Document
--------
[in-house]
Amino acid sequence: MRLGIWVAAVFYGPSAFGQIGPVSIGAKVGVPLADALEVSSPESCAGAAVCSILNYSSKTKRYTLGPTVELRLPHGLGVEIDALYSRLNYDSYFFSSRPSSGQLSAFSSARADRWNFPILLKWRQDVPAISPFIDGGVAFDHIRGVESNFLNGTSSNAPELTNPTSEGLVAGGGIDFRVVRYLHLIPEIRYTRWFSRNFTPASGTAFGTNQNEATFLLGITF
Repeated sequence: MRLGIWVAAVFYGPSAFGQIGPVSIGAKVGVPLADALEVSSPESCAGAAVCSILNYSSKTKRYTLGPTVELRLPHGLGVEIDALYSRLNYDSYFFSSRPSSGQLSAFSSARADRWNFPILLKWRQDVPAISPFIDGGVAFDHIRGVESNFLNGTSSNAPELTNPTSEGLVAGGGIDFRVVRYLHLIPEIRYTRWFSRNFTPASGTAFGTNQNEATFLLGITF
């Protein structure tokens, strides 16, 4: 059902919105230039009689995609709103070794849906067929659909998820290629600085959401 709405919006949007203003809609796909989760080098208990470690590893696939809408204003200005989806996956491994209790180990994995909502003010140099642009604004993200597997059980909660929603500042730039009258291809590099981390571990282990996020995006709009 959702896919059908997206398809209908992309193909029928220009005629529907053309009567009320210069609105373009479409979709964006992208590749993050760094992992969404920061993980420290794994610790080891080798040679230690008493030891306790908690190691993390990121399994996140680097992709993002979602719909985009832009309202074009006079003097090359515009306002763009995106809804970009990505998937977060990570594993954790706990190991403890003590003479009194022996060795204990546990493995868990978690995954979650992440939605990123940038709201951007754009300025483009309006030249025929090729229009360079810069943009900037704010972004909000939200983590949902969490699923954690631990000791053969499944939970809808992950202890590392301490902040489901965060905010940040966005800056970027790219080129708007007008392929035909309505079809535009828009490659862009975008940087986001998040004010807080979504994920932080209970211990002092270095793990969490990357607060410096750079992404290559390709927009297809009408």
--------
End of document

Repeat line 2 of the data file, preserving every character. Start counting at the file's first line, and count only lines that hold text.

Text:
Amino acid sequence: MRLGIWVAAVFYGPSAFGQIGPVSIGAKVGVPLADALEVSSPESCAGAAVCSILNYSSKTKRYTLGPTVELRLPHGLGVEIDALYSRLNYDSYFFSSRPSSGQLSAFSSARADRWNFPILLKWRQDVPAISPFIDGGVAFDHIRGVESNFLNGTSSNAPELTNPTSEGLVAGGGIDFRVVRYLHLIPEIRYTRWFSRNFTPASGTAFGTNQNEATFLLGITF